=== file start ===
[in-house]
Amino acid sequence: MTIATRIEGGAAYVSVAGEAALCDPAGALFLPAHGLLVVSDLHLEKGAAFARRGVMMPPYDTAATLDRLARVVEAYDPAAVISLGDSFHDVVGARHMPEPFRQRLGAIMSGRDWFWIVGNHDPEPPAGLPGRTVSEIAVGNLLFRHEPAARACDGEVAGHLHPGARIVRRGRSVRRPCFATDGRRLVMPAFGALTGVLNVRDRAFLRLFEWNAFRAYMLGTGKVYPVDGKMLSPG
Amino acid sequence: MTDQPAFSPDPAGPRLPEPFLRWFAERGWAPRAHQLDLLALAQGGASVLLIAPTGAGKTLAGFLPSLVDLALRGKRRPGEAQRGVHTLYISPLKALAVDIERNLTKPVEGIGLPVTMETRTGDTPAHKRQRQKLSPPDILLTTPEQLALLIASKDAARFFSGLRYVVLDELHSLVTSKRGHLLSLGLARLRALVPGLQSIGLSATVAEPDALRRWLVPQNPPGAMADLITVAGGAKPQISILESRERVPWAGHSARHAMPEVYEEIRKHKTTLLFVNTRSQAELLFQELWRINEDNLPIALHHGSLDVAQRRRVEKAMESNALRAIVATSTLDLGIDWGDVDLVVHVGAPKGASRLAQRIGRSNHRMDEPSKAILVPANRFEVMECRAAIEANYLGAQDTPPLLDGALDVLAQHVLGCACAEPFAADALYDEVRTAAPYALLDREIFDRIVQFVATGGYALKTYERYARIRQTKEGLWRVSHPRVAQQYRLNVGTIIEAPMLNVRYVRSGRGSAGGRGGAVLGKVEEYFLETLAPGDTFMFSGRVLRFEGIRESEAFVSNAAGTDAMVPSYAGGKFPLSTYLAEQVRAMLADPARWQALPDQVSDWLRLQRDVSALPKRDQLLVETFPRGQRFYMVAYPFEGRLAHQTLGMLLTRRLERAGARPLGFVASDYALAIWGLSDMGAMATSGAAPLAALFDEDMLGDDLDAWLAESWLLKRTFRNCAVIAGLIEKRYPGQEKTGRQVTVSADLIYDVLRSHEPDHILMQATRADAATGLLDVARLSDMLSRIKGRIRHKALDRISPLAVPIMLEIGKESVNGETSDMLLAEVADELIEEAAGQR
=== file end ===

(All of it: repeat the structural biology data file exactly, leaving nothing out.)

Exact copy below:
[in-house]
Amino acid sequence: MTIATRIEGGAAYVSVAGEAALCDPAGALFLPAHGLLVVSDLHLEKGAAFARRGVMMPPYDTAATLDRLARVVEAYDPAAVISLGDSFHDVVGARHMPEPFRQRLGAIMSGRDWFWIVGNHDPEPPAGLPGRTVSEIAVGNLLFRHEPAARACDGEVAGHLHPGARIVRRGRSVRRPCFATDGRRLVMPAFGALTGVLNVRDRAFLRLFEWNAFRAYMLGTGKVYPVDGKMLSPG
Amino acid sequence: MTDQPAFSPDPAGPRLPEPFLRWFAERGWAPRAHQLDLLALAQGGASVLLIAPTGAGKTLAGFLPSLVDLALRGKRRPGEAQRGVHTLYISPLKALAVDIERNLTKPVEGIGLPVTMETRTGDTPAHKRQRQKLSPPDILLTTPEQLALLIASKDAARFFSGLRYVVLDELHSLVTSKRGHLLSLGLARLRALVPGLQSIGLSATVAEPDALRRWLVPQNPPGAMADLITVAGGAKPQISILESRERVPWAGHSARHAMPEVYEEIRKHKTTLLFVNTRSQAELLFQELWRINEDNLPIALHHGSLDVAQRRRVEKAMESNALRAIVATSTLDLGIDWGDVDLVVHVGAPKGASRLAQRIGRSNHRMDEPSKAILVPANRFEVMECRAAIEANYLGAQDTPPLLDGALDVLAQHVLGCACAEPFAADALYDEVRTAAPYALLDREIFDRIVQFVATGGYALKTYERYARIRQTKEGLWRVSHPRVAQQYRLNVGTIIEAPMLNVRYVRSGRGSAGGRGGAVLGKVEEYFLETLAPGDTFMFSGRVLRFEGIRESEAFVSNAAGTDAMVPSYAGGKFPLSTYLAEQVRAMLADPARWQALPDQVSDWLRLQRDVSALPKRDQLLVETFPRGQRFYMVAYPFEGRLAHQTLGMLLTRRLERAGARPLGFVASDYALAIWGLSDMGAMATSGAAPLAALFDEDMLGDDLDAWLAESWLLKRTFRNCAVIAGLIEKRYPGQEKTGRQVTVSADLIYDVLRSHEPDHILMQATRADAATGLLDVARLSDMLSRIKGRIRHKALDRISPLAVPIMLEIGKESVNGETSDMLLAEVADELIEEAAGQR